NBA says union rejected deal to end lockout
The 2011-12 NBA season has received another major setback.
NBA commissioner David Stern said late Saturday night the National Basketball Players Association has until "close of business" Wednesday to accept a collective bargaining agreement (CBA) proposal that includes a 51-49 band on basketball-related income (BRI) and several system concessions made by owners.
If the union doesn't agree to the offer, owners will follow Wednesday with a much stricter proposal: a 53-47 BRI split that favors the league, which includes a flexible salary cap the union has long equated to a hard cap.
Stern said owners put their initial offer which was spurred by compromise suggestions from federal mediator George Cohen in writing Saturday during a CBA meeting in New York.
According to Stern, NBPA lawyer Jeffrey Kessler "rejected" it.
Stern added that he and NBPA executive director Billy Hunter shared "frustration and sadness" about Kessler's decision.
"Hope springs eternal, and we'd love to see the union accept the proposal on the table," Stern said.
Kessler's response, according to Yahoo! Sports: "[Owners] came in here with a pre-arranged plan to strongarm the players. The players will not be intimidated. It's not happening on Derek Fisher's watch; not happening on Billy Hunter's watch."
Fisher was even more direct.
Not only will the NBPA decline the owners' offer, Fisher said, but there is nothing on the table to even present to the union. Fisher added that the league's Wednesday deadline was an "ultimatum"; players will only receive a 50-50 BRI split with the band proposal; and there's no reason for the sides to meet before Stern's deadline since the NBA intentionally broke off negotiations Saturday.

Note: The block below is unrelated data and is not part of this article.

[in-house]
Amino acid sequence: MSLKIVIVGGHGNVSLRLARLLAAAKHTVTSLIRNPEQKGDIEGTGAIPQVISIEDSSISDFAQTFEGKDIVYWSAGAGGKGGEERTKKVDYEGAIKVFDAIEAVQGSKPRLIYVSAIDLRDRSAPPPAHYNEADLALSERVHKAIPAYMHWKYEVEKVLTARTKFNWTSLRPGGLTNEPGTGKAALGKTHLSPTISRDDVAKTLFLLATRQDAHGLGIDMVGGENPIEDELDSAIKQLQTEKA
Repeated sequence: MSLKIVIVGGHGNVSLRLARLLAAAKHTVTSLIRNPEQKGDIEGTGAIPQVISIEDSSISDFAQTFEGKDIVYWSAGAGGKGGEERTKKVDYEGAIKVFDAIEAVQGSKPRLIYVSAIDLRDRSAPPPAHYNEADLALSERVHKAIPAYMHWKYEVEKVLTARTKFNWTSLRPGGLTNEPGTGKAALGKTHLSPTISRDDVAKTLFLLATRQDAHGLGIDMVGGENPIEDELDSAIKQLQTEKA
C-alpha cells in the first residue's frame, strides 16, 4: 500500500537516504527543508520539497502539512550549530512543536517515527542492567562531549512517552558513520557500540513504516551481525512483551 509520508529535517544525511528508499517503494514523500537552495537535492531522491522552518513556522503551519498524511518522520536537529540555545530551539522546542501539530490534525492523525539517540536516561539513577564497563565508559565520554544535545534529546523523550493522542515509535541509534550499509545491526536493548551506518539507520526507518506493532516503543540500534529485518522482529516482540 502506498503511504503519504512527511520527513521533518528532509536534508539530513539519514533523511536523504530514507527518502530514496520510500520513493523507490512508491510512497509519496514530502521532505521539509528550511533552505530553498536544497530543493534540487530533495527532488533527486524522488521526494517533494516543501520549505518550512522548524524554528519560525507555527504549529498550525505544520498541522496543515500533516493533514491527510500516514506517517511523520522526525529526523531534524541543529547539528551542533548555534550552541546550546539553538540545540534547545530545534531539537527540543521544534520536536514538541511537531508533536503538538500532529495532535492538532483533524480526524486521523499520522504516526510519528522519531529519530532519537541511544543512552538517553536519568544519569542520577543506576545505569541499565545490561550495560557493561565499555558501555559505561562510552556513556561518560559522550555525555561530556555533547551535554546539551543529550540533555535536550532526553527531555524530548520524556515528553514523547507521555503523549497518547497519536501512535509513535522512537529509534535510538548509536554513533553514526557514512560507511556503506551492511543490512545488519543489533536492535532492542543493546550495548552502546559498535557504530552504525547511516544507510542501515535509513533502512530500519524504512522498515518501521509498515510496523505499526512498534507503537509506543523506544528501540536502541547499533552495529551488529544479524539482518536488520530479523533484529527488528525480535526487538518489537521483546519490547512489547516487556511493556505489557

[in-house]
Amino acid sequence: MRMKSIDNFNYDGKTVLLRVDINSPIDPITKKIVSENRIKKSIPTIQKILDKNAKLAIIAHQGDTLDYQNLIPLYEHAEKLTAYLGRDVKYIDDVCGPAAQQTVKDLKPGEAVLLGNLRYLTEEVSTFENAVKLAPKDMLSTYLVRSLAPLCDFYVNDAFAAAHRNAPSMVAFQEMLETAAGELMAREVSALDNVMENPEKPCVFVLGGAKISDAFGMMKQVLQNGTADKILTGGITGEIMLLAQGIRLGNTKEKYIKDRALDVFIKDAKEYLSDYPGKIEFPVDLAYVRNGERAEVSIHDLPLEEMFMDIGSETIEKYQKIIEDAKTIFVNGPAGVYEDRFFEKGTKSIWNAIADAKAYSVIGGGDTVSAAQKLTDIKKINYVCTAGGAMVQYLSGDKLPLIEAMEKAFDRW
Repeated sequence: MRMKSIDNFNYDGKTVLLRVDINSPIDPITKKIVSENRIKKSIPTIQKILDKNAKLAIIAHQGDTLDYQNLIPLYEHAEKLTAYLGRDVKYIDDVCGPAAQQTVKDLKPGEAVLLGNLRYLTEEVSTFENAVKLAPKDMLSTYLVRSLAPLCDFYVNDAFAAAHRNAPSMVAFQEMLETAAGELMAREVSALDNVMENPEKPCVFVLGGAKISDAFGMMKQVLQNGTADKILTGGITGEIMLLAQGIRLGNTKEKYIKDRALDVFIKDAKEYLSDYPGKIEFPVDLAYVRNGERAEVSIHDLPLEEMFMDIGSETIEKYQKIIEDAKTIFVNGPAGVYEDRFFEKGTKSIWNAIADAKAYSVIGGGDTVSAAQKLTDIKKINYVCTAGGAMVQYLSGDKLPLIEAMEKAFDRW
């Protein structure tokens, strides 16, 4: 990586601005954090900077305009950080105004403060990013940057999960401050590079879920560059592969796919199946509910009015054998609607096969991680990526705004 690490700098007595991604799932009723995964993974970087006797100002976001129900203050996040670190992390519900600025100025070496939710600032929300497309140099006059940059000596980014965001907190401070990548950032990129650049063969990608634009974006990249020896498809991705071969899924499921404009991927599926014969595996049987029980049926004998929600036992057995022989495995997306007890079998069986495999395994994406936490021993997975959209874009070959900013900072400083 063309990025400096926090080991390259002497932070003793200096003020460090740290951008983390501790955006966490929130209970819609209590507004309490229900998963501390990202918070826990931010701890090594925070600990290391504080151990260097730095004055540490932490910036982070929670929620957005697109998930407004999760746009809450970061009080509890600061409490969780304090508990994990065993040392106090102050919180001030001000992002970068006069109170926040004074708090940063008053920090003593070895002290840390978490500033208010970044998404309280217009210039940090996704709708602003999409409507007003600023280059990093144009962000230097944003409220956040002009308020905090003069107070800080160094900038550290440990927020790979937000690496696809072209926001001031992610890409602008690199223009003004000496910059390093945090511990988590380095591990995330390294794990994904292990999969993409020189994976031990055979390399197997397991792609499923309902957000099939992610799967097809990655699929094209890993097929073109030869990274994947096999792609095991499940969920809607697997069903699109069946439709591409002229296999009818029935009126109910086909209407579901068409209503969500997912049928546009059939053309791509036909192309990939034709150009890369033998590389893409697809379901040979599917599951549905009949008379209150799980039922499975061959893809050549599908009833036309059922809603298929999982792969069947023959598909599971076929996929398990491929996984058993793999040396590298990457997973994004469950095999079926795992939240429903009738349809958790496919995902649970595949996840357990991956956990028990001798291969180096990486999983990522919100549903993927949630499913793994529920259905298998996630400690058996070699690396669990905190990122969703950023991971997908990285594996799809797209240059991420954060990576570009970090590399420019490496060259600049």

The owners' second offer highlighted by a pro-league 53-47 BRI spit will clearly not be accepted by the union this early in the NBA's calendar year.
Thus, the sides are farther apart than ever despite again coming within striking distance of a deal. The rhetoric has also reached an all-time high, while Stern acknowledged he was "tired" and Fisher appeared exhausted during a post-meeting press conference. And with entrenched owners digging in further and players refusing to give back any more, the entire 2011-12 season suddenly hangs in the balance just four days after it was supposed to tip off Tuesday.
"We for sure unequivocally made good-faith efforts to get this deal done [Saturday]," Fisher said. "We're at a loss to why we could not close it out."
He added: "We were prepared to stay here until the sun came up to get this deal done. â¦ We'll, as a group, assess the situation."
Decertification by players is expected to become a pressing topic as a union lacking leverage and momentum consider its remaining options.
Meanwhile, owners have only strengthened their position. And the onus is now on the NBPA to either accept a deal it says doesn't even exist, or prolong an already bitter 128-day lockout.
"There's not a deal we can present to take a vote on," Fisher said.
2011 NBA lockout
Started • July 1
Lasted • 128 days (ongoing)
Missed Jazz games • 3
Canceled • 2011-12 training camp, preseason, regular-season games through November
Status update • Representatives for NBA owners and players met Saturday in New York with federal mediator George Cohen. The meeting marked the first time the sides converged after talks fell apart last Friday and commissioner David Stern canceled more games.
Remaining issues • The split of basketball-related income (BRI), and system-based topics such as a more punitive luxury tax and whether teams in the tax are allowed to operate as freely as those that aren't.
Breaking ranks • Nearly half of NBA owners entered Saturday's meeting sticking to a 50-50 BRI take and pushing for an even more favorable split. Meanwhile, some key players were open to the idea of decertifying the union if no progress was made this weekend during talks.